David Beckham thinks he would be more useful as a player than a coach at the 2012 London Games when Britain fields its first Olympic football team since 1960.
The former England captain will be 37 when the Olympics come to London, but he maintains that fitness will not be an issue.
"There are 13 months to go and there are a lot of decisions to be made but I wold love to be part of it," Beckham told the BBC on Monday. "I'm sure I'd be better as a player than a coach so I'll have to wait and see. I still feel as if I'm 21 when I'm playing. I still love the game like I did when I was 21, I still feel as fit.
"Everyone knows I have looked after myself - eating-wise, fitness-wise. So I'm not in bad shape and I'll continue to work hard and hopefully I can be part of it."
England under-21 manager Stuart Pearce is being lined up to take charge of the team, with The Football Association administering the team and set to provide all the players.
The Scottish, Welsh and Northern Irish associations won't be part of the team because of fears it would jeopardize their independence and voting rights within FIFA.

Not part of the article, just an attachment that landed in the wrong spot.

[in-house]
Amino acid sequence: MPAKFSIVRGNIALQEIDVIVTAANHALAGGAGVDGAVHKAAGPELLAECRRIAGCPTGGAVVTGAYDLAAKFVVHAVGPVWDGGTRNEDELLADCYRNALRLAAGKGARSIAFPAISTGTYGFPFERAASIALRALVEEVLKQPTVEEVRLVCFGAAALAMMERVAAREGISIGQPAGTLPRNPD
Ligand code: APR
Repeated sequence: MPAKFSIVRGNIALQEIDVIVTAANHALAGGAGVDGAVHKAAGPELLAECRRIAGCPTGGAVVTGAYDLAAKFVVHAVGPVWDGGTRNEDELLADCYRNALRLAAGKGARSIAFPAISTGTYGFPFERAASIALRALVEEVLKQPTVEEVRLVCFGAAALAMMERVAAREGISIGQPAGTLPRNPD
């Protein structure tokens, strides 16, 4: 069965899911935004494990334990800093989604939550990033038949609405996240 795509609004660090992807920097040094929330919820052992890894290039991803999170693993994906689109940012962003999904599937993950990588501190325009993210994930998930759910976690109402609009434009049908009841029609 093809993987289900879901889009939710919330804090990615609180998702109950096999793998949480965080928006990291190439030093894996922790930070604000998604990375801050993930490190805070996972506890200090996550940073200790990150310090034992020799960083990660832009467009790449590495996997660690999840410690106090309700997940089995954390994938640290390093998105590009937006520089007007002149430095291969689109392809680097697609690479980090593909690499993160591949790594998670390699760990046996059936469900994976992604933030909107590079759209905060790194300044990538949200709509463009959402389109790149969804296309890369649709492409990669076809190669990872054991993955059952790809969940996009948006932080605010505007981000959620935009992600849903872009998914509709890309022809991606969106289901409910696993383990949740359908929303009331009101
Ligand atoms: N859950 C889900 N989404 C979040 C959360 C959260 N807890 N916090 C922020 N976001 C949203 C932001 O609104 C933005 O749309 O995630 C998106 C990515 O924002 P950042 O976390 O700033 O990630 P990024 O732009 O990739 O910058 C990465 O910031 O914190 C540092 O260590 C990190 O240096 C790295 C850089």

Beckham was at the World Cup last year as a member of England coach Fabio Capello's support staff after being ruled out with an achilles' tendon injury.
While Beckham made the last of his 115 appearances for England in October 2009, he is still playing for the Los Angeles Galaxy.
But Beckham might not be with the Galaxy by the time the Olympics start in July 2012, with his five-year Major League Soccer contract expiring at the end of this year.
Beckham is yet to announce what he plans to do after that.
"I've always said I will continue playing as long as I am enjoying the game," he said.
Beckham was in London to attend a sponsorship event linked to the Olympics where print journalists were not allowed to ask questions.